“Firstly I’d like to thank Nepaliaustralian for having me guest post on her blog. I’ve gained a fellow blogger, a friend and lot of support through you (like from an elder sister that I never had) and I would not let this opportunity pass without letting you know how much I appreciate it. Stepping into this blogosphere has allowed me to savor many new relationships that I am very grateful of having.”
When I first started blogging I was solely thinking of gaining advice and reading more about Nepali culture because A (my partner) is of Nepalese Indian Origin. However, moving from the various phases of my probationary period on the blogging world and now being a permanent resident here, I’ve come to learn, read and write much more than I ever expected. It is no longer defined between fine lines.
Since this is my first guest post on any blog and Nepaliaustralian’s blog particularly focuses on keeping it rooted while being in a foreign land, I’ll try to keep this post around the same lines. Nepalese culture and the culture I belong to. If I define culture, to me, it’s something that dictates functionality of traditions, festivals and communication amongst people of a place, country, faith or family. I believe that culture originates from the heart and its influences are passed onto a family where it is pampered and nurtured with love. While growing up I’ve heard many other versions of this definition. The social norm would define culture as something we must abide by. It’s a rulebook. You can or cannot do this because it will or will not affect our culture. A culture defines us. We don’t define it. I find this statement highly controversial.
If we abide by the laws of a culture, then it defines us because we as people are cast together and are obliged to follow certain “norms” that may not really make much sense to us. If we willingly commit to certain norms then we can be identified by our cultures. I can probably achieve a doctorate on societal culture by now because I’ve been through the rough patch of making a lot of people understand the similarities and differences in their stated culture and my own.
I am Sri Lankan, natively and biologically. This means I was born to Sri Lankan parents but I was raised in Dubai and matured in Oxford in the UK. I was never exposed to hardcore Sri Lankan lifestyle, my parents were lenient and we were raised in an open atmosphere which did not bind us with rules, regulations and society and we weren’t faced with situations where society’s approval was vital for us to move, talk or breathe. We were liberated from such vile gestures as compared to community upbringing back in Asia. Our fashion sense wasn’t dictated by the neighbor, the annoying aunt and our hairstyles weren’t scorned upon as modern, daring and indecent.
If black nails were in fashion, then be it. It wasn’t stated as punk, dark or emo. You could drink at family gatherings and the length of your dress was not going to affect your future husband fifty years later. Hence, we were allowed to mature gracefully and independently. But after I met A, I realized there are a lot of things that I would, usually disprove of, in the name of culture and society but would accept for love. For example, I was born out of Asia and grew up in a multi-cultural society. I feel safer in a crowd of mixed people rather feel alienated between a group of my own. I’m not used to being in a group of too many people of similar identities. A was born in India; he grew up there until he left for UK at 23. I left at 17. There was a difference. A difference I was ready to overlook because I adjusted to Nepalese culture so effortlessly. It was like I was meant to adjust to this new, alien culture.
I met a lot of Nepalese people in England and found true friendship and wonderful people. On several instances I was told, Nepalese people were sweet and I am glad that I haven’t found any bitterness yet *touchwood* But A is from India, which makes their traditions and culture slightly different. I was always told, “I am Indian but we follow Nepalese culture BUT these are similar not the same. Our language is less complicated; we have lesser rituals and customs.” But I’ve never seen the difference. To me, Nepalese is Nepalese. I adapted quickly and seamlessly. I speak Nepali, cook Nepalese food even the popular dishes like pakku (marinated meat), momo (steamed dumplings my favorite!), achar (pickle) and sel roti (deep fried rings made of wheat and semolina), famous til ko alu (potato with sesame) and enjoy Nepalese music, comedy, Tihars (festivals) and everything else. This year I’ll be celebrating Teej in a proper way which includes fasting and prayers. A can be called the average Sri Lankan guy too, maybe. He is possessive (one of the things I disproved of for the criteria of my potential partner) and can be dominant sometimes if allowed to be so, but regardless of these things we fit together perfectly well. My parents argue that I would have settled with a Sri Lankan guy too but fate is unfortunate that I have never met any, and those who I have met haven’t been acceptable.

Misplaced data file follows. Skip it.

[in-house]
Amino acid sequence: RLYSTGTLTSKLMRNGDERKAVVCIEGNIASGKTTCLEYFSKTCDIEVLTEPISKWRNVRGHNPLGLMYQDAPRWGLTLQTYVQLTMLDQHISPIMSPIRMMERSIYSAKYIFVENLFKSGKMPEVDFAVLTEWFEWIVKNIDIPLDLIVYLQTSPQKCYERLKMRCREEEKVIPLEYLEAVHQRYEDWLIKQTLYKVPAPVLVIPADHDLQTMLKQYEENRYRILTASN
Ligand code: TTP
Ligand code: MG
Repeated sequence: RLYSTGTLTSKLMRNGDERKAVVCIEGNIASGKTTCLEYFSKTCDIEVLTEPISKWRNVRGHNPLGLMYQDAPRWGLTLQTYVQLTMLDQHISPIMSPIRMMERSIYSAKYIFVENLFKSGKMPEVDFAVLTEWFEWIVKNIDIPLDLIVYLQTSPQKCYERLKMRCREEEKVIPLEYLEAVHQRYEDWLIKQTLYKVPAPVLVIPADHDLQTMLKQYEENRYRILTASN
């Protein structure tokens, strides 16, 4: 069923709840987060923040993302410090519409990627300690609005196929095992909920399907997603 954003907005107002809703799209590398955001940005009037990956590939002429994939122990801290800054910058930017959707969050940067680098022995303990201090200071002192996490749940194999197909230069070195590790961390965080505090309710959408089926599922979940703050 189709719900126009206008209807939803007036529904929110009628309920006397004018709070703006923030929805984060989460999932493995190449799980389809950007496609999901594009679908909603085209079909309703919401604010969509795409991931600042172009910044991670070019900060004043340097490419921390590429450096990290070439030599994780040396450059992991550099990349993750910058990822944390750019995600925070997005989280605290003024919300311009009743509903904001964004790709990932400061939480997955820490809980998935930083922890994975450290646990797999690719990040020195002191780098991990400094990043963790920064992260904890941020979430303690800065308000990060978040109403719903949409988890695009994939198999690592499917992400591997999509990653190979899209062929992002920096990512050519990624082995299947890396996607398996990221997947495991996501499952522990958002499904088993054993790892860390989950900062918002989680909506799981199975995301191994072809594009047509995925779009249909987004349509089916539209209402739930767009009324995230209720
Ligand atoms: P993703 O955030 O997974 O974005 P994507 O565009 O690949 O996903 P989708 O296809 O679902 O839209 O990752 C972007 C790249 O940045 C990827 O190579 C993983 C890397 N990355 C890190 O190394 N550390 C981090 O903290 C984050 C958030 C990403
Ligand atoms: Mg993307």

You see, culture has nothing to do with it. I may be adamant and tell myself I cannot adjust with a Sri Lankan native because of their mentality and I firmly believe that because the culture that is inherited by them is limited to the borders of the little island. Its naivety is hard to me to encompass. On the other hand, being continuously engaged with different cultures has made me intrigued in the unknown. I never planned to be with an Indian native and I never had any friends who were Nepalese before I left to UK. India has always fascinated me since I was a child, its diversity, varsity and geographical abundance. All these things compiled together, A came as a surprise package. Wonderful!
Traditional Sri Lankan Dances
I want to bridge cultural gap. Culture is built at home. My home doesn’t have a Sri Lankan culture even though my parents want us to automatically connect to our roots magically. We are not familiar. They feel that they have raised us in a Sri Lankan home when they too have forgotten what it’s like to be truly just that. Their heart and soul belongs to the country they left over three decades ago because they are connected to it by the roots, but we fail to do so because we are nomadic children. We learnt from various cultures and have created one for ourselves. I believe we are the age of customized culture.